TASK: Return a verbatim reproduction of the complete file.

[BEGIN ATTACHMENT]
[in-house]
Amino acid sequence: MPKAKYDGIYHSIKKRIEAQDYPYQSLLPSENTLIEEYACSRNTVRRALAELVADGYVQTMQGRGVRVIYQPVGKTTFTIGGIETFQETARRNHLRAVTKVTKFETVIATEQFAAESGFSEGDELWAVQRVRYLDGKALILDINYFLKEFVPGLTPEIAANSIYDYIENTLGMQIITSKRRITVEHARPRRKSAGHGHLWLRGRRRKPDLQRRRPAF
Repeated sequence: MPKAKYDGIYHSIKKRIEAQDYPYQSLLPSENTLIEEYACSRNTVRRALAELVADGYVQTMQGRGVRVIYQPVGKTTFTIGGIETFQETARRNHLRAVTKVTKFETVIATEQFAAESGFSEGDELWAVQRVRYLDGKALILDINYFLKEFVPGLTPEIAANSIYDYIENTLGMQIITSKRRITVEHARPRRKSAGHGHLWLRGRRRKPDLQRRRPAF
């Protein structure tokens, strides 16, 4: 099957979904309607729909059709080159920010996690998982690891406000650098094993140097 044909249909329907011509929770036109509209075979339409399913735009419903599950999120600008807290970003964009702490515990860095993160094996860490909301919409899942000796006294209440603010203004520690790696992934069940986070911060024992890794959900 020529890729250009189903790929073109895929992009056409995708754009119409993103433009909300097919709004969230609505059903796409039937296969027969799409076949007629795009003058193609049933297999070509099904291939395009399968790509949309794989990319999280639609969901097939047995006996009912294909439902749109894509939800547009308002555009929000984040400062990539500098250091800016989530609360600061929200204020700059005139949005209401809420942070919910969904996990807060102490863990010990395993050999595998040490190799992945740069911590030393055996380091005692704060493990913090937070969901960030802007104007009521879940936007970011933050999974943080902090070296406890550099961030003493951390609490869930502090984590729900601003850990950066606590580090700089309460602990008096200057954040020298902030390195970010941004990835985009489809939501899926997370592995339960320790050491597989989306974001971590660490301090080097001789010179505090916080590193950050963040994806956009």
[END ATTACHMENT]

[in-house]
Amino acid sequence: MPKAKYDGIYHSIKKRIEAQDYPYQSLLPSENTLIEEYACSRNTVRRALAELVADGYVQTMQGRGVRVIYQPVGKTTFTIGGIETFQETARRNHLRAVTKVTKFETVIATEQFAAESGFSEGDELWAVQRVRYLDGKALILDINYFLKEFVPGLTPEIAANSIYDYIENTLGMQIITSKRRITVEHARPRRKSAGHGHLWLRGRRRKPDLQRRRPAF
Repeated sequence: MPKAKYDGIYHSIKKRIEAQDYPYQSLLPSENTLIEEYACSRNTVRRALAELVADGYVQTMQGRGVRVIYQPVGKTTFTIGGIETFQETARRNHLRAVTKVTKFETVIATEQFAAESGFSEGDELWAVQRVRYLDGKALILDINYFLKEFVPGLTPEIAANSIYDYIENTLGMQIITSKRRITVEHARPRRKSAGHGHLWLRGRRRKPDLQRRRPAF
């Protein structure tokens, strides 16, 4: 099957979904309607729909059709080159920010996690998982690891406000650098094993140097 044909249909329907011509929770036109509209075979339409399913735009419903599950999120600008807290970003964009702490515990860095993160094996860490909301919409899942000796006294209440603010203004520690790696992934069940986070911060024992890794959900 020529890729250009189903790929073109895929992009056409995708754009119409993103433009909300097919709004969230609505059903796409039937296969027969799409076949007629795009003058193609049933297999070509099904291939395009399968790509949309794989990319999280639609969901097939047995006996009912294909439902749109894509939800547009308002555009929000984040400062990539500098250091800016989530609360600061929200204020700059005139949005209401809420942070919910969904996990807060102490863990010990395993050999595998040490190799992945740069911590030393055996380091005692704060493990913090937070969901960030802007104007009521879940936007970011933050999974943080902090070296406890550099961030003493951390609490869930502090984590729900601003850990950066606590580090700089309460602990008096200057954040020298902030390195970010941004990835985009489809939501899926997370592995339960320790050491597989989306974001971590660490301090080097001789010179505090916080590193950050963040994806956009």